Watch Webinar about Globally-Recognized Database

February 25, 2021 - Becky Jensen

On Thursday February 25th the College of Social Science hosted a webinar for members of the Michigan State University community and beyond to learn more about the globally-recognized Peoples of the Historic Slave Trade project.

Watch the webinar here:

Moderated by Jessica Trotter with Capital Area District Libraries, lead researchers Dr. Walter Hawthorne, MSU Professor of History and Dr. Daryle Williams, Professor of History at the University of Maryland, gave in depth insight on the project and took questions from the audience. is a robust, open-source website that allows users to explore databases with information on over a million people who were subject to enslavement. From archival fragments and spreadsheet entries, the website offers a view of the lives of enslaved individuals.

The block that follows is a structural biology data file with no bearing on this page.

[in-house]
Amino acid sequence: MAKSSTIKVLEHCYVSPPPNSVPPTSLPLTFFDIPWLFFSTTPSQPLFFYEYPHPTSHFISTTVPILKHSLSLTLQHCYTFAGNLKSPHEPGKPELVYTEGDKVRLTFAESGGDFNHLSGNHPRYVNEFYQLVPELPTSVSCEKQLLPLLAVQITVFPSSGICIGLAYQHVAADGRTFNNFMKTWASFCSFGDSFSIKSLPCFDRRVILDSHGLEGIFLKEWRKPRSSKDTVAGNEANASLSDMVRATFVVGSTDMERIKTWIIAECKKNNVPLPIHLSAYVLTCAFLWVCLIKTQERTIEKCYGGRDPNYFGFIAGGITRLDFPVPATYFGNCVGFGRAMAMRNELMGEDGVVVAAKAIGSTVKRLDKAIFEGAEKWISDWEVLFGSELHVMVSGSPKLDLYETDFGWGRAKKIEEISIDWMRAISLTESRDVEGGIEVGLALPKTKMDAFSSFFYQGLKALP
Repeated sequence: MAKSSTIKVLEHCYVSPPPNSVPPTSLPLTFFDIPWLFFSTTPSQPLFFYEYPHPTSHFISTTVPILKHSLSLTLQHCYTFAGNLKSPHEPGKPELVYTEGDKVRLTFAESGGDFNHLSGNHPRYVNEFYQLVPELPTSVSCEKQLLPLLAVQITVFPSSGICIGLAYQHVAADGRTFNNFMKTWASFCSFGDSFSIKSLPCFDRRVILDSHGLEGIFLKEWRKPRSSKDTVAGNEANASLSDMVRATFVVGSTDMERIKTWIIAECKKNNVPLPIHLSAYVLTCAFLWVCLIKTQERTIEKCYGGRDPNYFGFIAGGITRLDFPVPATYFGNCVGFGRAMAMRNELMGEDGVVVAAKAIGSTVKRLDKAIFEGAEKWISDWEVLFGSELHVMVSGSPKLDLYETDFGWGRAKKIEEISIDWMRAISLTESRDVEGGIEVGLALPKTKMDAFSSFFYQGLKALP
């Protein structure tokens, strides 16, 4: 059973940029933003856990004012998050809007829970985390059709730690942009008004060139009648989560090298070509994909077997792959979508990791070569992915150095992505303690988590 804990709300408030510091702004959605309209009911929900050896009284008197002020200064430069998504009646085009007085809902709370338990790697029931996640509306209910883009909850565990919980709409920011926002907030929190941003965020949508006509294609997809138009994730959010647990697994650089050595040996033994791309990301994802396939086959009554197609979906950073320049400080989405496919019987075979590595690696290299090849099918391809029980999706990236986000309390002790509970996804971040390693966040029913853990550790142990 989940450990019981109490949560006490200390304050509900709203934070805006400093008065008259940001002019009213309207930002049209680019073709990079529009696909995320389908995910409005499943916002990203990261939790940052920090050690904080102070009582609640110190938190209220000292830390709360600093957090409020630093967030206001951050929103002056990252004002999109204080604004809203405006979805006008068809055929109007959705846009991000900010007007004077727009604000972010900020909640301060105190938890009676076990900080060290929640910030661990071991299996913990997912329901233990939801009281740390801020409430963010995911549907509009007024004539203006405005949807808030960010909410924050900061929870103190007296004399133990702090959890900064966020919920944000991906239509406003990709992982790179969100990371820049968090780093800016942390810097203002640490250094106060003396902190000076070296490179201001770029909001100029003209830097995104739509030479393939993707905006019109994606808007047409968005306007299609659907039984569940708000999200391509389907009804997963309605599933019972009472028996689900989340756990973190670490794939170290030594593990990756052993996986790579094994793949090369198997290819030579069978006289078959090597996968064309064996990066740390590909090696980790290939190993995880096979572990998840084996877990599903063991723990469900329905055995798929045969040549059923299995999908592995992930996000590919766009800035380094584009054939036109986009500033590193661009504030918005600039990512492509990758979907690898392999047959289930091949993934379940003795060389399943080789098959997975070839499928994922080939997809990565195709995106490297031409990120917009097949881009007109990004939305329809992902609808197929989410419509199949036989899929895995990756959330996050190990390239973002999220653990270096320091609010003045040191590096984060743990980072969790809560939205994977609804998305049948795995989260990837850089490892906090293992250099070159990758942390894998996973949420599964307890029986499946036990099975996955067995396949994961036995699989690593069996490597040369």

The project, supported by the Andrew W. Mellon Foundation, promises to give the general public the possibility to make discoveries about their own families’ pasts and scholars the possibility to undertake research that would have been unimaginable before the website’s launch. is housed at Matrix, MSU’s digital research center, and is managed by researchers at MSU and the University of Maryland. Matrix is led by Dean Rehberger, who is also a co-investigator on the project.

“Personal history is complex, much like the way data was collected during the slave trade era. While we continue to digitize records, such as those that are handwritten, to preserve them, we know there is more to each person’s story,” said Dr. Hawthorne, also the Associate Dean of Academic and Student Affairs in MSU’s College of Social Science. 

By welcoming ancestorial contributions from the public, the researchers hope to deepen the understanding, dignity and respect for the millions of people who were victim to the centuries-long slave trade.

“As the scholars at work to stitch together the life arcs of the enslaved across the globe, we turn to the general public to join us in discovery about families and communities formed from the crime of human bondage and the struggles of human freedom,” said Dr. Williams.